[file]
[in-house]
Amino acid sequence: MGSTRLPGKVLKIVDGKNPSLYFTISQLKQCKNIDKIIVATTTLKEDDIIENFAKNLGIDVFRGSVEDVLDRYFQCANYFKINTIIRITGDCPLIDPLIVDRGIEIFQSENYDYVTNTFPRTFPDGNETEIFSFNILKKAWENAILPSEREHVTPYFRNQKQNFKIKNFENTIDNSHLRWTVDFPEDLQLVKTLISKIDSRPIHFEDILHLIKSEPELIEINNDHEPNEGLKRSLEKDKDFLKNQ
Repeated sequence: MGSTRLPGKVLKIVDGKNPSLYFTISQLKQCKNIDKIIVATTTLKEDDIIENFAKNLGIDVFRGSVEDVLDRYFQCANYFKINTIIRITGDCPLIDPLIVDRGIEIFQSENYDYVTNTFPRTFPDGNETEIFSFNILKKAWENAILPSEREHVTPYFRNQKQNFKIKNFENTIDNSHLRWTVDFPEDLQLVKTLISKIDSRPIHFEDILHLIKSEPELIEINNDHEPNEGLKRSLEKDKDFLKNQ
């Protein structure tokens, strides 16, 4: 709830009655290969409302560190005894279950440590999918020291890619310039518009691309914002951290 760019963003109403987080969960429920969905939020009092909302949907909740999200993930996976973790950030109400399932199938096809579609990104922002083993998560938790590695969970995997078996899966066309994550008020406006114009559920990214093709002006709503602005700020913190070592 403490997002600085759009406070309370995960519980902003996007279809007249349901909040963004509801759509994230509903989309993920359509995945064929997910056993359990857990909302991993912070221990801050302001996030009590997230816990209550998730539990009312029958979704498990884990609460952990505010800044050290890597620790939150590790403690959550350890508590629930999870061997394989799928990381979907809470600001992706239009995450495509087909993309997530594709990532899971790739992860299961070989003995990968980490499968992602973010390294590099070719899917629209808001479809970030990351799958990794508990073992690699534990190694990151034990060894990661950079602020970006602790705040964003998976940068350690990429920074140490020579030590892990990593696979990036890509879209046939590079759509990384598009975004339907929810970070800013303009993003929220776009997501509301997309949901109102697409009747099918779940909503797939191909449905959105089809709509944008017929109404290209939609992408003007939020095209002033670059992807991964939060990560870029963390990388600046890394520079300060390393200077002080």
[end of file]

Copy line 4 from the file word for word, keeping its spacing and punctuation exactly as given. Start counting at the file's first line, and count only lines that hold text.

């Protein structure tokens, strides 16, 4: 709830009655290969409302560190005894279950440590999918020291890619310039518009691309914002951290 760019963003109403987080969960429920969905939020009092909302949907909740999200993930996976973790950030109400399932199938096809579609990104922002083993998560938790590695969970995997078996899966066309994550008020406006114009559920990214093709002006709503602005700020913190070592 403490997002600085759009406070309370995960519980902003996007279809007249349901909040963004509801759509994230509903989309993920359509995945064929997910056993359990857990909302991993912070221990801050302001996030009590997230816990209550998730539990009312029958979704498990884990609460952990505010800044050290890597620790939150590790403690959550350890508590629930999870061997394989799928990381979907809470600001992706239009995450495509087909993309997530594709990532899971790739992860299961070989003995990968980490499968992602973010390294590099070719899917629209808001479809970030990351799958990794508990073992690699534990190694990151034990060894990661950079602020970006602790705040964003998976940068350690990429920074140490020579030590892990990593696979990036890509879209046939590079759509990384598009975004339907929810970070800013303009993003929220776009997501509301997309949901109102697409009747099918779940909503797939191909449905959105089809709509944008017929109404290209939609992408003007939020095209002033670059992807991964939060990560870029963390990388600046890394520079300060390393200077002080």